Group meetings are helpful
If a bunch of callers get together with a manager and discuss calling techniques for particular situations, that can be meaningful and helpful as multiple points of view will arise. Callers who regularly attend group meetings do measurably better than those who don’t according to the experts!

Self-assessment is also useful
Many callers find that assessing their own calls is helpful. When they analyze what they did right, and what they had trouble with, it becomes a learning process with good long-term results.

Good luck, and make your BPO call center a learning environment where self-growth and fun is a daily occurrence!

Does your company have a refined mission statement?

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Many companies publish a mission statement on their website. But, that is only a token of a mission. A real mission is like a shared purpose. If all the workers are trained regularly to be familiar with what the long term goals of the company are, then they will be more on the same team as you.

Workers are concerned with their personal lives, families, pay checks, free time, quality of life, etc. But, are they concerned at all with the goals of the company? Your company will lack cohesiveness if not. Workers tend to do better work if they see a bigger picture. If they see how their work affects society in a bigger way, they will do the same boring work, but with a much better attitude. So, having them tuned into your company’s mission regularly, can help with seeing the bigger picture.

Imagine a call center whose goal is to enrich the lives of people by providing pleasant phone calls.

If your goal is to make others happy by being pleasant, you will think less of how unpleasant your job is, and more about the goal. If you keep thinking about that goal, then the lives of the people you call will be better and you will be nicer to them.

On the other hand, your mission could be to be great at giving information rather than being nice. You might be socially awkward on the phone. But, if you are always trying to be the best at giving information, people will remember your company as the one who gave them the best information. They might dump the “pleasant” people at the other company to get more great information from people at your company.

Another goal for a call center might be to be the fastest call center around. You could train workers to get callers off the phone fast. The problem is that you might cut people off before they were done having their problem fixed, or they might think you were rude.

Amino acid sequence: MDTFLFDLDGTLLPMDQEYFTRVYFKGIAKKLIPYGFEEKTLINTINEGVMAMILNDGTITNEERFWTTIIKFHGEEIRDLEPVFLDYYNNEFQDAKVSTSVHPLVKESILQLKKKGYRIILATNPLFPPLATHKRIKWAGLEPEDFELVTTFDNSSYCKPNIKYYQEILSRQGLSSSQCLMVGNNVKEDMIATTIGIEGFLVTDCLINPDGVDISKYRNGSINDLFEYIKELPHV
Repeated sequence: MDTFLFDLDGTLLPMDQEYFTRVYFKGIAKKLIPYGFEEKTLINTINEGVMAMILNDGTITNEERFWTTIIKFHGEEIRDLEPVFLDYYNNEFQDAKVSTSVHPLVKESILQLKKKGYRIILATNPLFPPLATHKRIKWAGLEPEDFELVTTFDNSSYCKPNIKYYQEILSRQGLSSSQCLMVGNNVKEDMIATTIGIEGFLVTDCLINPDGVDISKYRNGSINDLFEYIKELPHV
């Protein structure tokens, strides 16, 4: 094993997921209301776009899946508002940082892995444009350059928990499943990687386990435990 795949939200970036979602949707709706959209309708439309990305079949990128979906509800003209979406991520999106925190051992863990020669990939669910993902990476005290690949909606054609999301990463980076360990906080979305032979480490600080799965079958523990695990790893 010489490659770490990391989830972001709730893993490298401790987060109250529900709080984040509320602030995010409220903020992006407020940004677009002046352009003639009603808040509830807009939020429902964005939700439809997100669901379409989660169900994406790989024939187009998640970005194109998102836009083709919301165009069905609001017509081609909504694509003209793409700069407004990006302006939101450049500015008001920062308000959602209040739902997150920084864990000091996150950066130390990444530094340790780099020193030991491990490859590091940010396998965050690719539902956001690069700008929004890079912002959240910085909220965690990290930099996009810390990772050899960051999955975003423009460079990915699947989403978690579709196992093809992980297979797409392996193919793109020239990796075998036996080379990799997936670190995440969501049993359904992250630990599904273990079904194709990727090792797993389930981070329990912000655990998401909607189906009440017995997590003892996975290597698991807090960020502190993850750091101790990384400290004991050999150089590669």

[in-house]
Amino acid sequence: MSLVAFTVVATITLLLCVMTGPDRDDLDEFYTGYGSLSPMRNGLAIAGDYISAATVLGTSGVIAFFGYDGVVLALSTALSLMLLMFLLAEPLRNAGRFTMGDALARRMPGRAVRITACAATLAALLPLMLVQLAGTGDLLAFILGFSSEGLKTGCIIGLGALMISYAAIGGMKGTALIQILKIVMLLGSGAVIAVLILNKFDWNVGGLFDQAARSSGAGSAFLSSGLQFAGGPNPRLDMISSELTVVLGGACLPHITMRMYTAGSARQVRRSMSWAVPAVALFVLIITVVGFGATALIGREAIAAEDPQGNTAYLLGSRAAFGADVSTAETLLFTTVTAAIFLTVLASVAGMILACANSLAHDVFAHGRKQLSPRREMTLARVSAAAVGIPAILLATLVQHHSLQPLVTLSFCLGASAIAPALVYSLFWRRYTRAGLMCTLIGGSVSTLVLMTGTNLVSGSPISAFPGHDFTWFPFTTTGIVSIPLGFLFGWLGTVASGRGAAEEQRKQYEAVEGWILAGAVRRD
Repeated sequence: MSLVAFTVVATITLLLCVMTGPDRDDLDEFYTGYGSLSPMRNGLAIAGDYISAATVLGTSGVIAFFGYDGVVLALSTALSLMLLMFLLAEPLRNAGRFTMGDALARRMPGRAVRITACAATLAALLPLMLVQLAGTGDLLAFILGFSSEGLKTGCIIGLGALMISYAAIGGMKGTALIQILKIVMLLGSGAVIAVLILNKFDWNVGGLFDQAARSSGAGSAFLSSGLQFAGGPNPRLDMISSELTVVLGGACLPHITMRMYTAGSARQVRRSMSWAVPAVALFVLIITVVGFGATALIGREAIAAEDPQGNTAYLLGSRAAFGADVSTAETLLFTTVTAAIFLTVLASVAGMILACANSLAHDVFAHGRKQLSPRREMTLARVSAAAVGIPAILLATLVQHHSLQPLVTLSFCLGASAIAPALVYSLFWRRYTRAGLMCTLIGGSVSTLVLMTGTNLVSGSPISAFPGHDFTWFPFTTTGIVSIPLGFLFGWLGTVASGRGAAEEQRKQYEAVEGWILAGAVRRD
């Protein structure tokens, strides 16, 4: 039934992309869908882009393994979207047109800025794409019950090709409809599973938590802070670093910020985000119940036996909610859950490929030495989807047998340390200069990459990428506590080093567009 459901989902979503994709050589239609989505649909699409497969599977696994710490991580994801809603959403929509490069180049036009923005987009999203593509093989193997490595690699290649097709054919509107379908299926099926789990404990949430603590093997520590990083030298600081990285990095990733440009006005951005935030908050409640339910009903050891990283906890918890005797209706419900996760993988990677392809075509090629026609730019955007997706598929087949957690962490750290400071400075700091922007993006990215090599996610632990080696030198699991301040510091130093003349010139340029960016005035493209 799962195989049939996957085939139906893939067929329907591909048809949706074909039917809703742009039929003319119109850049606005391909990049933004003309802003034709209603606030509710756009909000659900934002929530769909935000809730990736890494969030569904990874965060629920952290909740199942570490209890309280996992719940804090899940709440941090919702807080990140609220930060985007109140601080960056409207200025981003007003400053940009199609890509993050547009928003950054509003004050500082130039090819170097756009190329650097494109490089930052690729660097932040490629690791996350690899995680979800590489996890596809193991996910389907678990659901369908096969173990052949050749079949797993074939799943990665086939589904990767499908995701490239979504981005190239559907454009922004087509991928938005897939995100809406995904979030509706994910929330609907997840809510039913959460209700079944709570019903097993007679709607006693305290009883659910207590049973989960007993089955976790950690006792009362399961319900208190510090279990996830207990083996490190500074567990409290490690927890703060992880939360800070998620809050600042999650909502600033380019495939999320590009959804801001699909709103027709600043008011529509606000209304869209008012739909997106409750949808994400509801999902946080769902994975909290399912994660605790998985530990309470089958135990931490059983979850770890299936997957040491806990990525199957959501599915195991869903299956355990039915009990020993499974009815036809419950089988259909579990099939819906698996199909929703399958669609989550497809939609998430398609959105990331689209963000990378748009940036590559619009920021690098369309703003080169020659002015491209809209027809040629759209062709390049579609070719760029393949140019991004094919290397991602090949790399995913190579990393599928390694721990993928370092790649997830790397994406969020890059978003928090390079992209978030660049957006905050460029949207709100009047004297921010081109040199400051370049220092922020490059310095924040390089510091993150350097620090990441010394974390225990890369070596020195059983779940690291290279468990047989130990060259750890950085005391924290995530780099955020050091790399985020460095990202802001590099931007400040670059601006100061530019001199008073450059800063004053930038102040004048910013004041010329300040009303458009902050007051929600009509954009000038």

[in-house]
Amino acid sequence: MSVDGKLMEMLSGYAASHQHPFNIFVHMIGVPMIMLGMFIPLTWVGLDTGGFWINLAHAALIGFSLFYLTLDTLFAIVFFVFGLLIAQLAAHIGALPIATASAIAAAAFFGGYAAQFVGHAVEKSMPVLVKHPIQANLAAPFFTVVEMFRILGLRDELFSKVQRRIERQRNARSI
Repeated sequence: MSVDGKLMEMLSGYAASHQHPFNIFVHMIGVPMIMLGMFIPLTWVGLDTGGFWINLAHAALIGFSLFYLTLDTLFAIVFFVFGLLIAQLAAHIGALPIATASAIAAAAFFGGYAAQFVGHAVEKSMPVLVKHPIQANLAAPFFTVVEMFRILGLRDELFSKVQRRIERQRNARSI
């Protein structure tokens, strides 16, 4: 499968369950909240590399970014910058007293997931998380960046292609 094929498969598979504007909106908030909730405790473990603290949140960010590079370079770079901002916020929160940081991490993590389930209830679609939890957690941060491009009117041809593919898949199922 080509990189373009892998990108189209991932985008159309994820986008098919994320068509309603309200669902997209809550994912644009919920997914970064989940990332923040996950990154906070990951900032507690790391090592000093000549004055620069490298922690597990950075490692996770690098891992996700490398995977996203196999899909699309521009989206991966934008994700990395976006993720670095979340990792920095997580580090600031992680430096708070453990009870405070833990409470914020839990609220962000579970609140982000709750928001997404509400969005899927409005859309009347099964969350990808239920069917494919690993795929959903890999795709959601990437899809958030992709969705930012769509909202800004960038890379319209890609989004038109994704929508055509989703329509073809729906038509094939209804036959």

Ideally, a company mission should be a combination of factors. Be as fast as you can be without upsetting anyone. Or give great information while being polite. Be pleasant while also giving effective answers to questions.

The main point of this article is that if you keep your company’s mission in your worker’s ears at regular intervals, they will be more in tune with what your company is all about — and so will you.

There is one company whose company mission is the best one in the world. They are:

Mission Tortilla
I’m not sure what their mission is, but I think it is to make the most great tortilla chips in the world — and they succeed at this too. Maybe it is because the word mission is embedded in their name. What do you think?

Can small Indian companies compete against bigger sharks?

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Small Indian companies sometimes will have a charismatic boss and a highly skilled workforce. But, more times than not, there is a lack of communiation skills, and a lack of internal management. Big companies in India and MNCs that do business in India have the advantage of having professional management systems, expert communicators, genious marketing managers, and much more. If you are a small company in India, how an you possibly compete with these sharks?

One of the problems is that the owner will have to wear many hats himself. He will have to do public relations, hiring, firing, training, management, and more. This is a lot for one person to do. My message to smaller companies has always been to learn to communicate well, particularly on the phone. Stress communication. If your clients feel awkward communicating with you, they will dump you soon. The next thing is to be in touch with how your clients like their work done. If you don’t communicate, you will not be good at learning what they want. Listening is a big part of the battle here.